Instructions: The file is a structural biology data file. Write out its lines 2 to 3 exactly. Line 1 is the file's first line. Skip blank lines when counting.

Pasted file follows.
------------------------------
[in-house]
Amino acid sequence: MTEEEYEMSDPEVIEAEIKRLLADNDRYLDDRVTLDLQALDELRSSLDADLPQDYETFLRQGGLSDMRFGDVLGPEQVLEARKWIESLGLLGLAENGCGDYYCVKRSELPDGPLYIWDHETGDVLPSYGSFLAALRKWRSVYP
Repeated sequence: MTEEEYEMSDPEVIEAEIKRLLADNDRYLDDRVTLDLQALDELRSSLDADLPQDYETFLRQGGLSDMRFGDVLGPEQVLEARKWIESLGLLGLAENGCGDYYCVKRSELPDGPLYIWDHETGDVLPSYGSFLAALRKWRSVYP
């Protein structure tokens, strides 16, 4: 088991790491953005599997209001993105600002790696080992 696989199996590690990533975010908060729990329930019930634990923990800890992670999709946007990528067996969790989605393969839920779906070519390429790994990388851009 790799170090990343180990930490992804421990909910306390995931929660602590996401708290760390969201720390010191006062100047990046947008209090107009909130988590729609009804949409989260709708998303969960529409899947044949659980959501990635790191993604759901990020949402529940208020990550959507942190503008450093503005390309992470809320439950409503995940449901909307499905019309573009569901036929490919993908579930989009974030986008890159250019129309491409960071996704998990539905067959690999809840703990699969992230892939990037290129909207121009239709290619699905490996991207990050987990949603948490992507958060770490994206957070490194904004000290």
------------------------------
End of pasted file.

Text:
Amino acid sequence: MTEEEYEMSDPEVIEAEIKRLLADNDRYLDDRVTLDLQALDELRSSLDADLPQDYETFLRQGGLSDMRFGDVLGPEQVLEARKWIESLGLLGLAENGCGDYYCVKRSELPDGPLYIWDHETGDVLPSYGSFLAALRKWRSVYP
Repeated sequence: MTEEEYEMSDPEVIEAEIKRLLADNDRYLDDRVTLDLQALDELRSSLDADLPQDYETFLRQGGLSDMRFGDVLGPEQVLEARKWIESLGLLGLAENGCGDYYCVKRSELPDGPLYIWDHETGDVLPSYGSFLAALRKWRSVYP